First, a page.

More notes at http://tanguay.info/learntracker
C O U R S E 
Fake News, Facts, and Alternative Facts
Josh Pasek, University of Michigan
C O U R S E   L E C T U R E 
Democratic News Consumption: The Ideal and the Reality
Notes taken on June 28, 2017 by Edward Tanguay
what do you need to know to be a good democratic citizen
you can't just know nothing
this will lead you to make sub-optimal democratic choices
democracy is essentially a combination of four things
1. people have the ability to vote or in some way make their voices heard
2. some kind of equal representation
3. non-tyranny measures which make sure majorities that build up do not coerce others
4. deliberation, discussion and debate
you can't just have people individually thinking in their own bubbles
what they need to be doing is engaging with others to figure out what's good for the society as a whole
involves discussion and dialogue
for this conversation to be substantive, citizens need to be informed
where does this information come from
news is central to the democratic process
news is the core way that individuals get information about what's happening in society, what needs to be addressed, what problems there are to deal with
Jean-Jacques Rousseau (1712-1778)
a notion of the general will of the people
what it is that the people really want
you need a way for the government to determine what people want in their most informed state, since that is going to be the policy that will be ideal
we generally think of people behaving as what we call a Bayesian updater
someone who takes in information
considers how this information relates to what they already know
comes to a decision on what we should be doing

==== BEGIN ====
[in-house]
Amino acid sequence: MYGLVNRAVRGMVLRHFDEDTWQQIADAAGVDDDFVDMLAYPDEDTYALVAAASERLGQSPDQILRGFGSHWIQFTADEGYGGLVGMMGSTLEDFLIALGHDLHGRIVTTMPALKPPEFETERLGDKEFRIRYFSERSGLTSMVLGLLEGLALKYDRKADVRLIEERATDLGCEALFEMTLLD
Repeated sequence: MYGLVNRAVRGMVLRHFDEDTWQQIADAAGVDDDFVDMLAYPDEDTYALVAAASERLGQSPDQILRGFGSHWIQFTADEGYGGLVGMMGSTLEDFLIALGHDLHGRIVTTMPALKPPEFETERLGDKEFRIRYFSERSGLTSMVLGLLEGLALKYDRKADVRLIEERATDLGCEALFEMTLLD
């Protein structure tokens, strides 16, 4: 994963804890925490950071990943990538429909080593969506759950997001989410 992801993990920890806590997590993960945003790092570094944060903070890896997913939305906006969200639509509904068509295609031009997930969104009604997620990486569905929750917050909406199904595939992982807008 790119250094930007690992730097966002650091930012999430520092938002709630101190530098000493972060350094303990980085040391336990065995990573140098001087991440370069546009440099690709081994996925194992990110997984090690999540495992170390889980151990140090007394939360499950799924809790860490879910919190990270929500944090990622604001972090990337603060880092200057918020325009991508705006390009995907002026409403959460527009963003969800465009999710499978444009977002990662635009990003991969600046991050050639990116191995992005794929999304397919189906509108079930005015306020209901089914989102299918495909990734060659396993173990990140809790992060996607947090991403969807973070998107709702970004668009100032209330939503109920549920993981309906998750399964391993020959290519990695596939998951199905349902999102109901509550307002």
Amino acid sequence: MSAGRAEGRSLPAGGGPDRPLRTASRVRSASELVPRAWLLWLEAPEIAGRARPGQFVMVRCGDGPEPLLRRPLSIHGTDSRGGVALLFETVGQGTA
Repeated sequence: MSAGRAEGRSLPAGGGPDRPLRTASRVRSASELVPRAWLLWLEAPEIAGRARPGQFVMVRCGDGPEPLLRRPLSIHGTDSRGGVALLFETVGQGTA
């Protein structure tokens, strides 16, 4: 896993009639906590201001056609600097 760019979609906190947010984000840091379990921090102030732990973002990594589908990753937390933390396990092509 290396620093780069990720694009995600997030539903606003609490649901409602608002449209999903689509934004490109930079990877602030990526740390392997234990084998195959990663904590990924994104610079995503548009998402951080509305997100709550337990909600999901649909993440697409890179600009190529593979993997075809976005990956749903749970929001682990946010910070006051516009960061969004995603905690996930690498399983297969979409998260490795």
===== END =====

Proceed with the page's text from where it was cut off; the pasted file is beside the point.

as you learn more, you should ideally update what you know in line with the new things you are learning
there are many personal and cultural aspects that impede our ability to act as Bayesian updaters
psychologically, this is not what we were designed to do
democracy was never a goal of evolution
what people end up doing in practice is not updating in a rational, Baysian way
they encounter a variety of pieces of information
they use low information shortcuts called heuristics
often use cues such as someone's partisanship, rather than the issue at hand
heuristics are also used when we shop at a supermarket
we buy the product we know
we buy the product which has the lettering which appeals to us
these are low information cues
they don't tell us much between the difference between product A and product B
but they help us a lot in making a decision quickly
if you are being a good news consumer
if you're being a Bayesian updater
when you encounter a story that doesn't seem entirely credible
you're going to go out and do extra work to figure the degree to which you can believe the story is accurate and why
and to make sure that you're no encountering something that happens to be inaccurate